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[GUEST POST] Genre TV Junkyard: William I. Lengeman III on Gilligan’s Planet

gilligansplanetWilliam I. Lengeman III is a semi-lapsed SF and horror fan. When not researching old genre TV shows he’s working his way through Shakespeare’s plays at Shakespeare Newbie.

Today, William brings us another show from the bins of forgotten genre TV!

Genre TV Junkyard – Gilligan’s Planet

by William I. Lengeman III

Gilligan’s Planet
Stars: Bob Denver, Alan Hale Jr.
13 episodes

I never liked Gilligan’s Island much and yet I probably saw most of the episodes more times than I can count. I was too young to catch the show in its original run (1964-1967), but this seeming paradox can be explained by the fact that when the show aired in the following decade in syndication I had plenty of time on my hands and wasn’t very discerning about what I watched.

The renewed popularity of the show that resulted from that (eternal?) run in syndication spawned an animated series, The New Adventures of Gilligan, that also ran for three years (1974-1977) and three TV movies that aired between 1979 and 1981. The last of these, of course, is a TV movie that will live in infamy – The Harlem Globetrotters on Gilligan’s Island.

A year later the castaways were back on the air again, after a fashion, in Gilligan’s Planet. If you know anything about the original show then the title alone should be sufficient to give you an idea of the premise. If I understand it right, the Professor has come up with a way to turn the S.S. Minnow into a spaceship, thus finally solving the problem of how to get off that miserable island.

Seems a bit like overkill, but what do I know?

One wonders why the old egghead hadn’t taken this step a long time ago, and let’s not even get into the obvious engineering difficulties presented by retrofitting a ship like the Minnow by using the tools and materials at hand on a desert island. But, here I am questioning the logic of a short-lived animated spinoff of a TV show whose internal logic was frequently dubious at best, and that is of course the path that leads to madness. So, we’ll leave it at that…except to say that the space-faring version of the Minnow had a very eye-catching wood paneled interior, and to note that this time around the shipwreck apparently had something to do with Gilligan and a banana peel. So careless.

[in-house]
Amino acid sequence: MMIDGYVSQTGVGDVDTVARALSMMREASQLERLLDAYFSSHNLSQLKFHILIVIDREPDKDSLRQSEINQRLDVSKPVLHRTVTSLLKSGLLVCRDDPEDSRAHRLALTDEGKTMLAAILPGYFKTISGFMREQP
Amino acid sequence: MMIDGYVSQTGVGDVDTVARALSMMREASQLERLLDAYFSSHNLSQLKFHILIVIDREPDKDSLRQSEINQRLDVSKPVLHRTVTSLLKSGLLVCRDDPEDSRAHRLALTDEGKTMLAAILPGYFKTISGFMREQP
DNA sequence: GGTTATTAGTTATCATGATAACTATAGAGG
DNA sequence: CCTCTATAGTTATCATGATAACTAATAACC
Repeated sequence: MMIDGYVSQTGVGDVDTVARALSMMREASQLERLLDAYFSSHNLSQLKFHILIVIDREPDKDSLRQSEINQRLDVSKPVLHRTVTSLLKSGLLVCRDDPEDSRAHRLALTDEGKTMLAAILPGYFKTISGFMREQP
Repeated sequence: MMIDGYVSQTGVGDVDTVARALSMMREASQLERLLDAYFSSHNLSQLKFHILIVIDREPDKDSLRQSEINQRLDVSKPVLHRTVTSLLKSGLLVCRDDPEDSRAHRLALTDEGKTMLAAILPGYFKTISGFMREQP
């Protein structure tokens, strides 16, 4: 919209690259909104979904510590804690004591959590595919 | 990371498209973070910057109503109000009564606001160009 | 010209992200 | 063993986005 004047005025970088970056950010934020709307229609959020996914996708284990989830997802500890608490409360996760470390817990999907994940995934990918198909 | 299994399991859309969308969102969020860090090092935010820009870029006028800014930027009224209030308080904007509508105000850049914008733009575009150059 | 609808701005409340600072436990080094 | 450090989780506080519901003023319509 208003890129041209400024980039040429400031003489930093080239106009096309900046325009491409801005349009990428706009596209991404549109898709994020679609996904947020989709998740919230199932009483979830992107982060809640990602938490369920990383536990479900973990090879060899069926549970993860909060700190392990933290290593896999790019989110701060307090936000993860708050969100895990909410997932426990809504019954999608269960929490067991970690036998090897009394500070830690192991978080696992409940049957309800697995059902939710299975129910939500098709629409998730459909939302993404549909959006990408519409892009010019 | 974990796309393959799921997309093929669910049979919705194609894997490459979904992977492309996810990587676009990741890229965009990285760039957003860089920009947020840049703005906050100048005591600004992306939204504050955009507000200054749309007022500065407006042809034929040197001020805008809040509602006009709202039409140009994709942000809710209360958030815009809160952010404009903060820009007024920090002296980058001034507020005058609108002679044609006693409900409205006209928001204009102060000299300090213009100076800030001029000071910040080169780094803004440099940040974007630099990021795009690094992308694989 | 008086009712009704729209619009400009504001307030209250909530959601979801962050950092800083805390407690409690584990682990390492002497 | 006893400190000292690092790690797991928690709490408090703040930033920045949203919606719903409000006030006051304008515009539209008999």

Gilligan’s Island scholars know that this drift toward the science fictional was not all that surprising. On the original series several spaceships ended up crashing on the island (calculate them odds), including a Mars lander and one bearing a crew of Russian cosmonauts. A robot also turned up in one of the original episodes and in the aforementioned Harlem Globetrotters movie the team ended up facing off against a robot basketball team.

planet2The Gilligan’s Planet episode I screened just so happened to be the first of the 13 episode run – “I Dream of Genie”. It opens with a theme song that’s actually more recitation than song and pales next to the one we all know so well. One of the first things one can’t help but noticing as things get underway is the planet itself, which is a colorful affair composed primarily of green skies, pink/purplish terrain and blue vegetation. Much of latter seems to consist of unnaturally large mushrooms. Make of that what you will.

Even casual animation fans like myself will surely know of Filmation (or at least be familiar with some of their shows), the studio that graced us with both animated Gilligan spin-offs. They turned out numerous animated shows and some live TV over the course of several decades, many of which dealt with science fictional themes. These included Star Trek: The Animated Series and He-Man and the Masters of the Universe. And lest we forget, such off the wall obscurities as Will the Real Jerry Lewis Please Sit Down.

The plot, such as it was, is rather basic stuff, as befits a Gilligan’s Island spinoff. Gilligan and his cutesy little dinosaur buddy Bumper come across a robot buried beneath a pile of rocks. The robot pledges eternal gratitude and grants Gilligan anything he wants. Not the brightest bulb in the lamp store, Gilligan comes up with gems like being able to hit a baseball farther than anyone ever has and whatnot.

Eventually the other castaways get wind of Gilligan’s good fortune and it occurs to them that they should try get in on it. Conniving and scheming ensues and soon Mr. Howell has wrested away “control” of the robot from Gilligan. As one might expect he makes use of the robot’s wish granting capabilities to indulge his inner greedy child.

But alas, it cannot last. Gilligan regains control of the robot and then someone makes the rather sensible suggestion that he wish for them to get off the planet. Far be it from me to spoil things, but given the legacy of Gilligan one can probably make a pretty good guess as to how it turns out.

2 Comments on [GUEST POST] Genre TV Junkyard: William I. Lengeman III on Gilligan’s Planet

  1. Gilligan’s Island was one of a string of utterly surreal sitcoms of the 1960s. Not as surreal as Green Acres, but close. The one thing that the former had going for it was actors who truly became the characters, so much so that they were all typecast from then on. The standout performance, of course, was Jim Backus, but with him you’re dealing with a brilliant and quick-thinking comic actor.

  2. Oddly, the show “…opens with a theme song that’s actually more recitation than song and pales next to the one we all know so well,” and which is basically the same recitation used in the earlier The New Adventures of Gilligan.”

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